"Horikiri Iris Garden" (1857) from One Hundred Famous Views of Edo
(Left) "Horikiri Iris Garden" (1857), from the One Hundred Famous Views of Edo. (Right) Horikiri iris garden in Tokyo, Japan (1890). Photo credit: photographium.com.
Horikiri Iris Garden today. Photo credit: rurousha.blogspot.com.
As water flows languidly through the canal, three hybrid irises command the frame. The color seems to bleed across the light petals of each flower. Founded by Kodaka Izaemon in the 1660s, the Horikiri iris garden grows in an eastern suburb of Edo and remains today in modern Tokyo. By the 19th century, Horikiri had garnered enormous popularity due to spirited competition between flower breeders, each trying to develop an iris more colorful or more exotic than the last. Hiroshige's print presents the most popular of these experiments, the hybrid irises. Though discovered by samurai, the breeding secrets were entrusted to the Horikiri Garden. Looking towards the hand colored photograph, one can see that fifty years after Hiroshige's print, the garden was still in the peak of its beauty. In 1890, the year of this photograph, the hanashobu's (marsh iris) popularity had spread beyond Japan and into the West with enormous success. Yet, by the 1920s, this newfound European demand dwindled and the garden declined. In 1942, the garden was converted into wartime food production. Despite this setback, as the modern day photograph suggests, the plantation was revived after the war as a public garden. The garden blooms in May, boasting two hundred varieties and nearly six thousand flowers to its many modern visitors.
"Naruto Whirlpool, Awa Province" (1855) from Famous Views of the 60-Odd Provinces
(Left) Naruto Whirlpools, Awa Province (1855), from Famous Views of the 60-Odd Provinces. (Right) Onaruto- Bridge and Naruto Whirlpools. Photo credit: Wikipedia.com.
White capped waves crash against the rocks in the Naruto Strait. Descending in sharp diagonals from either edge of the print, the rocks direct the eye to the rough churn of the central whirlpool. Looking to the modern day photograph, one can see the same tumultuous water that Hiroshige captured in his print. Though the bridge in the photograph is clearly a modern addition, in both images one can see Awaji on the distant shore. The Naruto strait connects the Kii channel and the Inland sea that separates Japan's main islands of Honshu and Shikoku. As rapid tidal changes create drastic differences in water level, the famous whirlpools form. When this action is combined with the narrowness of the straight, the speed of the water climbs, making Naruto the fourth fastest whirlpool in the world. In Hiroshige's One Hundred Famous Views of Edo, Henry Smith points to the concept of esoragoto, "making empty pictures that conform to the spirit of the place, rather than its form." While scholars and connoisseurs alike can see that Hiroshige often uses imaginary viewpoints and commonly improvises details, his depictions of place ring true. As one compares the prints with the locations as they are today, physical changes are plenty, but the spirit remains. Whether capturing the violent churn of the Naruto whirlpool, the wonder of the hybrid irises, or the festivity of the Asakusa Year End Festival, the feeling of place captured by Hiroshige resonates even in the modern age.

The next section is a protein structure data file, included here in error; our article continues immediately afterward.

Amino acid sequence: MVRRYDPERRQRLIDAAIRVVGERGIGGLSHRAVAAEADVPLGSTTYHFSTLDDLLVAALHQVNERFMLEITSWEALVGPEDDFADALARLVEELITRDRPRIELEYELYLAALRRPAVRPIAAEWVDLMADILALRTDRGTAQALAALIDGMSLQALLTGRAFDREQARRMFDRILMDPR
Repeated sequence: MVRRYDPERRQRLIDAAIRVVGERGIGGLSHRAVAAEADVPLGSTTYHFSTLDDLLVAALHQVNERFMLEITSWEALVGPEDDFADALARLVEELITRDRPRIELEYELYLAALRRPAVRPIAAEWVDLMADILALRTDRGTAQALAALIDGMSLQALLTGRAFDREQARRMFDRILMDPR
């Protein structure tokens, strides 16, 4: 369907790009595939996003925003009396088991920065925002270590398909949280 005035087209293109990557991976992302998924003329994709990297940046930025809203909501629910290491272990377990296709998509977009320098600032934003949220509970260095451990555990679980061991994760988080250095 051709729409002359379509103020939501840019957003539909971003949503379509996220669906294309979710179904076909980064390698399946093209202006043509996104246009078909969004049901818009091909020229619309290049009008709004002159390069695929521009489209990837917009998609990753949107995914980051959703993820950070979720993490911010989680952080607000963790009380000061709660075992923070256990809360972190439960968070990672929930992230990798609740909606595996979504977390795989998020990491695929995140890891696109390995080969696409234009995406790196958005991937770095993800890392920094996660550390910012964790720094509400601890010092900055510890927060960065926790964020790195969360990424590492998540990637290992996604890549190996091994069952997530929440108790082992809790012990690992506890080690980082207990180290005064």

Hiroshige, Henry D. Smith, Amy G. Poster, and Arnold L. Lehman. Hiroshige: One Hundred Famous Views of Edo. New York: George Braziller, 2001. Print.
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http://www.photographium.com/horikiri-iris-garden-tokyo-japan-1890 http://tokyosnapphoto.blogspot.com/2009/06/horikiri-shobuen-iris-garden.html http://rurousha.blogspot.com/2014/06/flowers-and-towers-at-horikiri-iris.html